- so, like, do some magic or whatever and get me my result.
Where does this thought process come from? One thing to notice is that if the system designed to prevent Result X is “the law,” there often is some opportunity to structure around it. When it is a private ordering constructed by informed and well-lawyered corporations – a shareholders’ agreement or a bond indenture or a poison pill – the opportunities tend to be scarcer. If you actually want to prevent a result – say, Icahn buying over 10% without board approval – and you are Netflix’s (presumably well-paid) raid-defense bankers and lawyers, you pretty much figure out a way to do it.8 And the contrapositive … if a system for preventing Icahn from buying shares is porous enough to let him do the practically equivalent thing, does that reflect a lack of desire to prevent it, or a lack of ability, or what?
1. You’ve presumably been here long enough to know that that constitutes no sort of prediction about what will end up happening to Netflix, and no sort of view on the merits of what should happen. Beyond my pay grade / don’t care.
2. OH YOU HAVE MORE EXAMPLES? Rhetorical exaggeration / don’t care.
3. Incidentally do we pick on Icahn too much? I don’t really mean to. At least he does stuff and is amusing; other corporate raiders, get in there and do some stuff! Also there’s something to be said for having people around who take full-and-then-some advantage of the legal possibilities; it keeps everyone on their toes. CVR kind of screwed up its defense against Icahn and its shareholders (and advisers!) suffered. Other companies will learn from that, or have already.
4. CURLICUE OF DORKINESS. The reasons that Icahn holds 9.98% of Netflix – in whatever form – rather than, say, 10.02%, are myriad and pressing. Being a 10% holder subjects him to more rigorous disclosure requirements and the possibility of short-swing profit recapture. Icahn currently holds 5,541,066 of Netflix’s 55,545,531 outstanding shares, or 9.98%. If Netflix’s share count were to decrease by 134,872 shares, to 55,410,659, then Icahn would be over 10%. That would cost about $10.5 million at today’s price. If you were Netflix and you had the money – and, I mean, they kind of do, with $370mm in the bank and plenty of stockholders’ equity though you can think your thoughts about cash flow etc. – why not buy $11mm worth of stock and annoy the heck out of Icahn? Poison pills for show, small annoying buybacks for a pro, or something.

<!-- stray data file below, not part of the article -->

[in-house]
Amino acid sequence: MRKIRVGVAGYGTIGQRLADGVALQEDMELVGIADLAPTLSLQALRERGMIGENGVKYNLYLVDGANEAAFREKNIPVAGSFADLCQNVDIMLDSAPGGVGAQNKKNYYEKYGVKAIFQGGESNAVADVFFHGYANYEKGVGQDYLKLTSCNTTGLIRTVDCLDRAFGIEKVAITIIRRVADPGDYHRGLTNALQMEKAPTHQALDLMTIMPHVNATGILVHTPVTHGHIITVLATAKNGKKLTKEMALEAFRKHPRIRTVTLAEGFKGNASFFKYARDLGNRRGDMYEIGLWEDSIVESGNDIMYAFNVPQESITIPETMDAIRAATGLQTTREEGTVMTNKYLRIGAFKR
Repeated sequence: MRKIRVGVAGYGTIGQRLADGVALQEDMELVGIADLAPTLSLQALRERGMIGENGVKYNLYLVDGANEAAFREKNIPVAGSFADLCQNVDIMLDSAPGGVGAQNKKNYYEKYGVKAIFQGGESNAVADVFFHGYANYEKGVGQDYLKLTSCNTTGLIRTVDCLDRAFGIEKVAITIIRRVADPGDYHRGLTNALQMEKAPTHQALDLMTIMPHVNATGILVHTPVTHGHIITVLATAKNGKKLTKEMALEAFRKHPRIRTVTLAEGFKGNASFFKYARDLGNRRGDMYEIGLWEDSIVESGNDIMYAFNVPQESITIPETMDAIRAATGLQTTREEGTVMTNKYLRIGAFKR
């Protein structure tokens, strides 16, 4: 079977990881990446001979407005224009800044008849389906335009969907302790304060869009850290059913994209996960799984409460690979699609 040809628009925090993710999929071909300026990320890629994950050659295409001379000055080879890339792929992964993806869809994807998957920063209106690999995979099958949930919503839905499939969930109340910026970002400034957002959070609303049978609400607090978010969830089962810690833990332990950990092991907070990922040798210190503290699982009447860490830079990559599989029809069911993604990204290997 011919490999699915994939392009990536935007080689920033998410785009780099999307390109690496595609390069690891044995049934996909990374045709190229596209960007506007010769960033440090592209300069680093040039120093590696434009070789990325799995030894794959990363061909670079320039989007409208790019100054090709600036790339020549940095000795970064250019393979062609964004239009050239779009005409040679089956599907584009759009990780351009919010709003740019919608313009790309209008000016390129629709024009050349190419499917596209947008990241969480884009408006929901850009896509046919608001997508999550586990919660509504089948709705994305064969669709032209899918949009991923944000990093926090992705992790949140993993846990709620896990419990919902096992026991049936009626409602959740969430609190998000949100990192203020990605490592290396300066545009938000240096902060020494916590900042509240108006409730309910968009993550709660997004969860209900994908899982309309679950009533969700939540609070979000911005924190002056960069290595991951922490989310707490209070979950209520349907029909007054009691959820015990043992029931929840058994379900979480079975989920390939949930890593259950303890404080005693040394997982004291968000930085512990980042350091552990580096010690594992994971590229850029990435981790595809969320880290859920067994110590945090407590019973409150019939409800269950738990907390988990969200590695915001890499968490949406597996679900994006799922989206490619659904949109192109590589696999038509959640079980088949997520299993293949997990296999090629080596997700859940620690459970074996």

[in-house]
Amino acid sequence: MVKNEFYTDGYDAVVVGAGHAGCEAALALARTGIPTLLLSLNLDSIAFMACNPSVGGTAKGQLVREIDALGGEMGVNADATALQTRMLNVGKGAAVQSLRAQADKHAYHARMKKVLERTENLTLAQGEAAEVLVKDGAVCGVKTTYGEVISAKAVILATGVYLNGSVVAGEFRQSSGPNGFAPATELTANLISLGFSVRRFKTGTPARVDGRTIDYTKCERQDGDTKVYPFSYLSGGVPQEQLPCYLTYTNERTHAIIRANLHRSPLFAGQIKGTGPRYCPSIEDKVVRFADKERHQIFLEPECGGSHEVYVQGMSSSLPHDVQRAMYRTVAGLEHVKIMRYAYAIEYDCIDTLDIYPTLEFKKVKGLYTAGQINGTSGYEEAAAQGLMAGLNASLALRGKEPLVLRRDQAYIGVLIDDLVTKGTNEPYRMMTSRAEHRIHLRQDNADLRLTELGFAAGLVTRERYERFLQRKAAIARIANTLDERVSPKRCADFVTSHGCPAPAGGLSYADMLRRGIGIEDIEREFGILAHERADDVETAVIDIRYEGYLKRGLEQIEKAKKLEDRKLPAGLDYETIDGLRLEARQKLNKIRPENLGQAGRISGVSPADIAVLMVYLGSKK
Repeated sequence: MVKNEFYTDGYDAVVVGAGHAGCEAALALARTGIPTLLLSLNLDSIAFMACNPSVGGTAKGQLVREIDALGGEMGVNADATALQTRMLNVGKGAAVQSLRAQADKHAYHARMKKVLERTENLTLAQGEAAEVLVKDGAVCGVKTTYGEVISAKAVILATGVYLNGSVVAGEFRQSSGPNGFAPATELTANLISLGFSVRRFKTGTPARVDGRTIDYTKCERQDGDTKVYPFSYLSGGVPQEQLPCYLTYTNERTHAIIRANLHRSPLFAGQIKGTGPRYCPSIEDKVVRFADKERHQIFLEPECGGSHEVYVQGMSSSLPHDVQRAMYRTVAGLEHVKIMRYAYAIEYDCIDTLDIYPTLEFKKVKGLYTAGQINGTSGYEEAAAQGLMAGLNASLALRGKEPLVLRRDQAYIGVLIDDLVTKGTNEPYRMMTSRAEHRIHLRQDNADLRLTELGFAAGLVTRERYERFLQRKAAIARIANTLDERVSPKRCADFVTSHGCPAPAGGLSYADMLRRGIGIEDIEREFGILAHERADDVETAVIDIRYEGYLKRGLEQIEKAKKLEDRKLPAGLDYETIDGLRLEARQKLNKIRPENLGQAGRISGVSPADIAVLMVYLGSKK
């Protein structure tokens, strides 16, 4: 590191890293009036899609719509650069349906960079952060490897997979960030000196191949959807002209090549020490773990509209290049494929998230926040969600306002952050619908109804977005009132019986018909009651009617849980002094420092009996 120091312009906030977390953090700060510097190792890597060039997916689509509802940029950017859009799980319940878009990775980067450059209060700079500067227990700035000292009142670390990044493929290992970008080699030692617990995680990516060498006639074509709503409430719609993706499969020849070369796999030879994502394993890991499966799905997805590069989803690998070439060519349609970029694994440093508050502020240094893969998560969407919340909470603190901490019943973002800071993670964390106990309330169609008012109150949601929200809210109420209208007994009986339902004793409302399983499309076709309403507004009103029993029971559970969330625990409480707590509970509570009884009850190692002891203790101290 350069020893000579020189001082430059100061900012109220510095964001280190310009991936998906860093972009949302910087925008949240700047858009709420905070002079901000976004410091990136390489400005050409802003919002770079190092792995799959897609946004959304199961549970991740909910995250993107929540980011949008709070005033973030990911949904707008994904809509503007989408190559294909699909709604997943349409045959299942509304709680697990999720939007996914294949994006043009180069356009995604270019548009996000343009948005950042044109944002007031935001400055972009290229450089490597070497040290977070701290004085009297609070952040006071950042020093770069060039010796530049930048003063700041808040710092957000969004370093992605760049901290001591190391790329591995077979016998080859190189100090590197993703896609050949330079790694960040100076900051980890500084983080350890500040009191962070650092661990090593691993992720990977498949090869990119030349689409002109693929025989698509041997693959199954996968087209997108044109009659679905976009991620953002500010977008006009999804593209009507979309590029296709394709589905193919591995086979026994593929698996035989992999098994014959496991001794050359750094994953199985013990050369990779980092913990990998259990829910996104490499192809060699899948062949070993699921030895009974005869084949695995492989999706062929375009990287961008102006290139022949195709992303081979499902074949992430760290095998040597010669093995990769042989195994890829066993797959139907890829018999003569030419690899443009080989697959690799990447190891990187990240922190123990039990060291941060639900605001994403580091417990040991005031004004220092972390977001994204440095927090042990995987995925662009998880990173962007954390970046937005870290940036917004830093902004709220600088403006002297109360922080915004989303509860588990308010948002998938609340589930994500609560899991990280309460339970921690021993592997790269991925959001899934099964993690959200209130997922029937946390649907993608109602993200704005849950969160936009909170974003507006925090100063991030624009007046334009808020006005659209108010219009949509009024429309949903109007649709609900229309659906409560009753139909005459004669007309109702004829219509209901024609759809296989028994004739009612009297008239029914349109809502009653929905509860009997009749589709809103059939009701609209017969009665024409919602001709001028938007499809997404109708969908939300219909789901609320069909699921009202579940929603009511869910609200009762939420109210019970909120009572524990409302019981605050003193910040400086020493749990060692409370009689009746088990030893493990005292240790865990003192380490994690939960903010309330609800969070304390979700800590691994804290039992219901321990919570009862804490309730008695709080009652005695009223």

5. Though this would probably give his brokers enough heartburn to prevent it from actually happening, at least at the bigger numbers there. Also it’s sort of legally gray, you’d need to use multiple brokers, it’s ugly.
6. Section 1(f):
(f) A Person shall be deemed to be the “Beneficial Owner” of, and shall be deemed to “beneficially own,” any securities:
(i) that such Person or any of such Person’s Affiliates or Associates, directly or indirectly, owns or has the right to acquire (whether such right is exercisable immediately or only after the passage of time or upon the satisfaction of one or more conditions (whether or not within the control of such Person), compliance with regulatory requirements or otherwise) pursuant to any agreement, arrangement or understanding (whether or not in writing) or upon the exercise of conversion rights, exchange rights, other rights, warrants or options, or otherwise; provided, however, that a Person shall not be deemed to be the “Beneficial Owner” of, or to “beneficially own,” (A) securities tendered pursuant to a tender or exchange offer made by such Person or any of such Person’s Affiliates or Associates until such tendered securities are accepted for purchase or exchange, (B) securities issuable upon exercise of Rights at any time prior to the occurrence of a Triggering Event, or (C) securities issuable upon exercise of Rights from and after the occurrence of a Triggering Event which Rights were acquired by such Person or any of such Person’s Affiliates or Associates prior to the Distribution Date or pursuant to Section 3(a) or Section 22 hereof (the “Original Rights”) or pursuant to Section 11(a)(i) hereof in connection with an adjustment made with respect to any Original Rights;